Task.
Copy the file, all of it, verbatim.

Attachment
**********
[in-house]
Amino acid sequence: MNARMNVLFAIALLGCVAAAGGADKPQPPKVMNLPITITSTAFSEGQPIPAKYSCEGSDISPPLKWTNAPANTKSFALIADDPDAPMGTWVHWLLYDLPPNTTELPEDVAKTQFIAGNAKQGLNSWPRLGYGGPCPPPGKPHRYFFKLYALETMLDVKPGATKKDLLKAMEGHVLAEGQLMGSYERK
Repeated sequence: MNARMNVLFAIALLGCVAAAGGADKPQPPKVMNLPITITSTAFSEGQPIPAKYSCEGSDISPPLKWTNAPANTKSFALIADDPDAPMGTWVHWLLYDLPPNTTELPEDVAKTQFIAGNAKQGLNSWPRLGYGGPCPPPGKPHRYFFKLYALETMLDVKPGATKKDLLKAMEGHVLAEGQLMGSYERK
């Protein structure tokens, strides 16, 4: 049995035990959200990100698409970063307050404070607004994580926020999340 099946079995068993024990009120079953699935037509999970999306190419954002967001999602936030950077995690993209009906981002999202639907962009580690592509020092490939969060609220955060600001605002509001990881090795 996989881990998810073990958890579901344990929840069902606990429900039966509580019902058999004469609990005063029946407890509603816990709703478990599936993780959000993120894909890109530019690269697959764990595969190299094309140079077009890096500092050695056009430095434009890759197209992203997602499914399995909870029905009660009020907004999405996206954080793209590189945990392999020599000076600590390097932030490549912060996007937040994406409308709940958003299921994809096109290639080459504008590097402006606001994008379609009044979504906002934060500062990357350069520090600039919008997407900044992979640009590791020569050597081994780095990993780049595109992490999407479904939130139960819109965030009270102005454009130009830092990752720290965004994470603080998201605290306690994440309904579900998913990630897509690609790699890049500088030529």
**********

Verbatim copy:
[in-house]
Amino acid sequence: MNARMNVLFAIALLGCVAAAGGADKPQPPKVMNLPITITSTAFSEGQPIPAKYSCEGSDISPPLKWTNAPANTKSFALIADDPDAPMGTWVHWLLYDLPPNTTELPEDVAKTQFIAGNAKQGLNSWPRLGYGGPCPPPGKPHRYFFKLYALETMLDVKPGATKKDLLKAMEGHVLAEGQLMGSYERK
Repeated sequence: MNARMNVLFAIALLGCVAAAGGADKPQPPKVMNLPITITSTAFSEGQPIPAKYSCEGSDISPPLKWTNAPANTKSFALIADDPDAPMGTWVHWLLYDLPPNTTELPEDVAKTQFIAGNAKQGLNSWPRLGYGGPCPPPGKPHRYFFKLYALETMLDVKPGATKKDLLKAMEGHVLAEGQLMGSYERK
């Protein structure tokens, strides 16, 4: 049995035990959200990100698409970063307050404070607004994580926020999340 099946079995068993024990009120079953699935037509999970999306190419954002967001999602936030950077995690993209009906981002999202639907962009580690592509020092490939969060609220955060600001605002509001990881090795 996989881990998810073990958890579901344990929840069902606990429900039966509580019902058999004469609990005063029946407890509603816990709703478990599936993780959000993120894909890109530019690269697959764990595969190299094309140079077009890096500092050695056009430095434009890759197209992203997602499914399995909870029905009660009020907004999405996206954080793209590189945990392999020599000076600590390097932030490549912060996007937040994406409308709940958003299921994809096109290639080459504008590097402006606001994008379609009044979504906002934060500062990357350069520090600039919008997407900044992979640009590791020569050597081994780095990993780049595109992490999407479904939130139960819109965030009270102005454009130009830092990752720290965004994470603080998201605290306690994440309904579900998913990630897509690609790699890049500088030529």